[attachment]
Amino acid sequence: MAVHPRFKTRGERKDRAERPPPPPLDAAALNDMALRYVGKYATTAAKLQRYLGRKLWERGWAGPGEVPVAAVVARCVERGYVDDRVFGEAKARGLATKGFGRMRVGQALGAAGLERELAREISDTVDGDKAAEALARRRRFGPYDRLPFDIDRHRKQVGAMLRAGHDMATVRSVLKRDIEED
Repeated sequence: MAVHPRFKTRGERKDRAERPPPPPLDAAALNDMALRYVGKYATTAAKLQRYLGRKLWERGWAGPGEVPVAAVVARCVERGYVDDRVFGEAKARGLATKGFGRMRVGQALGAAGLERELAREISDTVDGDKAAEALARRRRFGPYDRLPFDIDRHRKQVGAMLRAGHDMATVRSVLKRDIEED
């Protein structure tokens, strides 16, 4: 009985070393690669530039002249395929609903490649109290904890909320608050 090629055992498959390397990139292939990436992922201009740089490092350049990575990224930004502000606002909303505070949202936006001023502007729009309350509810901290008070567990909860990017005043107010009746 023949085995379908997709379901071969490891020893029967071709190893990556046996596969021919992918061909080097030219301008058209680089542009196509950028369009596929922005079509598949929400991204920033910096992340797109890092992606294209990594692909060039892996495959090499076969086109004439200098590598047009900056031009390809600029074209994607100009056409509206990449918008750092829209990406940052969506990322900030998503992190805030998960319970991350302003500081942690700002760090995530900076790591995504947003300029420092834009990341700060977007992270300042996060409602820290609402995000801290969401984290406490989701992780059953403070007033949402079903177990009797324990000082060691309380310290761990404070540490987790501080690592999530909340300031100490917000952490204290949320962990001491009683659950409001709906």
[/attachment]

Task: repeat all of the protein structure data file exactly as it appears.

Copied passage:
Amino acid sequence: MAVHPRFKTRGERKDRAERPPPPPLDAAALNDMALRYVGKYATTAAKLQRYLGRKLWERGWAGPGEVPVAAVVARCVERGYVDDRVFGEAKARGLATKGFGRMRVGQALGAAGLERELAREISDTVDGDKAAEALARRRRFGPYDRLPFDIDRHRKQVGAMLRAGHDMATVRSVLKRDIEED
Repeated sequence: MAVHPRFKTRGERKDRAERPPPPPLDAAALNDMALRYVGKYATTAAKLQRYLGRKLWERGWAGPGEVPVAAVVARCVERGYVDDRVFGEAKARGLATKGFGRMRVGQALGAAGLERELAREISDTVDGDKAAEALARRRRFGPYDRLPFDIDRHRKQVGAMLRAGHDMATVRSVLKRDIEED
């Protein structure tokens, strides 16, 4: 009985070393690669530039002249395929609903490649109290904890909320608050 090629055992498959390397990139292939990436992922201009740089490092350049990575990224930004502000606002909303505070949202936006001023502007729009309350509810901290008070567990909860990017005043107010009746 023949085995379908997709379901071969490891020893029967071709190893990556046996596969021919992918061909080097030219301008058209680089542009196509950028369009596929922005079509598949929400991204920033910096992340797109890092992606294209990594692909060039892996495959090499076969086109004439200098590598047009900056031009390809600029074209994607100009056409509206990449918008750092829209990406940052969506990322900030998503992190805030998960319970991350302003500081942690700002760090995530900076790591995504947003300029420092834009990341700060977007992270300042996060409602820290609402995000801290969401984290406490989701992780059953403070007033949402079903177990009797324990000082060691309380310290761990404070540490987790501080690592999530909340300031100490917000952490204290949320962990001491009683659950409001709906």